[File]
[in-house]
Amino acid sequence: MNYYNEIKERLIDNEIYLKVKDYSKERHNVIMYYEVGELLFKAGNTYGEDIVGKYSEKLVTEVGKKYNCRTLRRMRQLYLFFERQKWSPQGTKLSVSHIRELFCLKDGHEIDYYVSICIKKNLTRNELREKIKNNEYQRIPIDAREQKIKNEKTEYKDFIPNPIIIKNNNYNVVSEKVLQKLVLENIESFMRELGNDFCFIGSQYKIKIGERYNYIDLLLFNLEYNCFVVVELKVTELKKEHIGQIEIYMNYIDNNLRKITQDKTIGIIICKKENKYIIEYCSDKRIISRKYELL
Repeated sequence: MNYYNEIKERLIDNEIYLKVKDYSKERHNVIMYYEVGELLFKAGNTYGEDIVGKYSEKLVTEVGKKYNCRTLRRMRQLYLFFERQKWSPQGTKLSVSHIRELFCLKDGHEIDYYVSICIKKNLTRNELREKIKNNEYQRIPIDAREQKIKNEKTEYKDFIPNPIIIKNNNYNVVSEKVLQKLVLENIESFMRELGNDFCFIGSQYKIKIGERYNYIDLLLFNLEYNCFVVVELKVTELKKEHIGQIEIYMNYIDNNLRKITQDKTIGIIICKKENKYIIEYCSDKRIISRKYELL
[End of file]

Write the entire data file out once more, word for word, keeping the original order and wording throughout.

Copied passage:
[in-house]
Amino acid sequence: MNYYNEIKERLIDNEIYLKVKDYSKERHNVIMYYEVGELLFKAGNTYGEDIVGKYSEKLVTEVGKKYNCRTLRRMRQLYLFFERQKWSPQGTKLSVSHIRELFCLKDGHEIDYYVSICIKKNLTRNELREKIKNNEYQRIPIDAREQKIKNEKTEYKDFIPNPIIIKNNNYNVVSEKVLQKLVLENIESFMRELGNDFCFIGSQYKIKIGERYNYIDLLLFNLEYNCFVVVELKVTELKKEHIGQIEIYMNYIDNNLRKITQDKTIGIIICKKENKYIIEYCSDKRIISRKYELL
Repeated sequence: MNYYNEIKERLIDNEIYLKVKDYSKERHNVIMYYEVGELLFKAGNTYGEDIVGKYSEKLVTEVGKKYNCRTLRRMRQLYLFFERQKWSPQGTKLSVSHIRELFCLKDGHEIDYYVSICIKKNLTRNELREKIKNNEYQRIPIDAREQKIKNEKTEYKDFIPNPIIIKNNNYNVVSEKVLQKLVLENIESFMRELGNDFCFIGSQYKIKIGERYNYIDLLLFNLEYNCFVVVELKVTELKKEHIGQIEIYMNYIDNNLRKITQDKTIGIIICKKENKYIIEYCSDKRIISRKYELL